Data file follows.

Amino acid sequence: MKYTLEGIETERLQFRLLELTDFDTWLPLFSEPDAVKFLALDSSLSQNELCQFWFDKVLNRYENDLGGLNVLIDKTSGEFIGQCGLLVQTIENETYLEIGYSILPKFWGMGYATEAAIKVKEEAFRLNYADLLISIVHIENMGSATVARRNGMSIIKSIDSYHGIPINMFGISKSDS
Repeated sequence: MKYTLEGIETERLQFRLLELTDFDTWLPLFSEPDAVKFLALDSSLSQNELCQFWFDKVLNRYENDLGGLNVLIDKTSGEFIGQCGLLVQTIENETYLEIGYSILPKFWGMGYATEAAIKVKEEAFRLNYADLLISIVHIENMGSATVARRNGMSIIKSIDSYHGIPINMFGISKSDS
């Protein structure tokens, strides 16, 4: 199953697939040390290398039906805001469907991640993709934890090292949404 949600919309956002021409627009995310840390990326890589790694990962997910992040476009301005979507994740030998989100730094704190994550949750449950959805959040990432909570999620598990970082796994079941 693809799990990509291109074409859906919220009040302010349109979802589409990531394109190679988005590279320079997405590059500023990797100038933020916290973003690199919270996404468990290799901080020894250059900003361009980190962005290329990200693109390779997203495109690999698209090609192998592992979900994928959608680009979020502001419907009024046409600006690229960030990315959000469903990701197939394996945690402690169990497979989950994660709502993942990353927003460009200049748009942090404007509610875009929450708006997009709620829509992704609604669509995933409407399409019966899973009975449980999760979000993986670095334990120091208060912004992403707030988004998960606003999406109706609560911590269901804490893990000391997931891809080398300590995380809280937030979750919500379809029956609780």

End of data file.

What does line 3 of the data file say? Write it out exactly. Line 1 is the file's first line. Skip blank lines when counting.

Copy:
């Protein structure tokens, strides 16, 4: 199953697939040390290398039906805001469907991640993709934890090292949404 949600919309956002021409627009995310840390990326890589790694990962997910992040476009301005979507994740030998989100730094704190994550949750449950959805959040990432909570999620598990970082796994079941 693809799990990509291109074409859906919220009040302010349109979802589409990531394109190679988005590279320079997405590059500023990797100038933020916290973003690199919270996404468990290799901080020894250059900003361009980190962005290329990200693109390779997203495109690999698209090609192998592992979900994928959608680009979020502001419907009024046409600006690229960030990315959000469903990701197939394996945690402690169990497979989950994660709502993942990353927003460009200049748009942090404007509610875009929450708006997009709620829509992704609604669509995933409407399409019966899973009975449980999760979000993986670095334990120091208060912004992403707030988004998960606003999406109706609560911590269901804490893990000391997931891809080398300590995380809280937030979750919500379809029956609780």